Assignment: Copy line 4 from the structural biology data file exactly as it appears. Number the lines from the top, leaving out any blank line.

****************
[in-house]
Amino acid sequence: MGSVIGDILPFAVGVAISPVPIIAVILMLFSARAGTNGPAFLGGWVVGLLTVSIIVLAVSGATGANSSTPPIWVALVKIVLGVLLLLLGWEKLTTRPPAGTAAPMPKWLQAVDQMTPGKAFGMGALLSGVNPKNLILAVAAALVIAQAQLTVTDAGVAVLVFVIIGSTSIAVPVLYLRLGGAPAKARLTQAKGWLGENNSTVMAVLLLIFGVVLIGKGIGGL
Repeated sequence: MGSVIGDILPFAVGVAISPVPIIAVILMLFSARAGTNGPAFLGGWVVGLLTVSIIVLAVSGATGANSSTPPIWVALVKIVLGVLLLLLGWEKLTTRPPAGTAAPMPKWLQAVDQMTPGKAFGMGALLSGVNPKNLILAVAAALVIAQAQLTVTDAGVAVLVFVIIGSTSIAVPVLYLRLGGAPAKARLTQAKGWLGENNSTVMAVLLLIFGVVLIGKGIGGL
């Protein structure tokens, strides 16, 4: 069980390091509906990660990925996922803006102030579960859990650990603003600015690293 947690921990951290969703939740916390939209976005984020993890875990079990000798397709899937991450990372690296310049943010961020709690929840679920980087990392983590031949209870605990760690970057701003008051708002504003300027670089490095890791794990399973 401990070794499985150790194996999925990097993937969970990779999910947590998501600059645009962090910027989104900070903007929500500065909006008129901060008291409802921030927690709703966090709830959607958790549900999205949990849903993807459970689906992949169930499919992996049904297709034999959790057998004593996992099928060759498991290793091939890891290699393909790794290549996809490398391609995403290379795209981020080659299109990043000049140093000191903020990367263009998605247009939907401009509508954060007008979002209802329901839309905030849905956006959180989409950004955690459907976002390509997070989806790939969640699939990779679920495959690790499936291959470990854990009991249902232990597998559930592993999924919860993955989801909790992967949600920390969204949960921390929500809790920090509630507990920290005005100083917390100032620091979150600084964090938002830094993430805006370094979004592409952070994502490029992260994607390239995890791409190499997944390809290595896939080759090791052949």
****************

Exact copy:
């Protein structure tokens, strides 16, 4: 069980390091509906990660990925996922803006102030579960859990650990603003600015690293 947690921990951290969703939740916390939209976005984020993890875990079990000798397709899937991450990372690296310049943010961020709690929840679920980087990392983590031949209870605990760690970057701003008051708002504003300027670089490095890791794990399973 401990070794499985150790194996999925990097993937969970990779999910947590998501600059645009962090910027989104900070903007929500500065909006008129901060008291409802921030927690709703966090709830959607958790549900999205949990849903993807459970689906992949169930499919992996049904297709034999959790057998004593996992099928060759498991290793091939890891290699393909790794290549996809490398391609995403290379795209981020080659299109990043000049140093000191903020990367263009998605247009939907401009509508954060007008979002209802329901839309905030849905956006959180989409950004955690459907976002390509997070989806790939969640699939990779679920495959690790499936291959470990854990009991249902232990597998559930592993999924919860993955989801909790992967949600920390969204949960921390929500809790920090509630507990920290005005100083917390100032620091979150600084964090938002830094993430805006370094979004592409952070994502490029992260994607390239995890791409190499997944390809290595896939080759090791052949």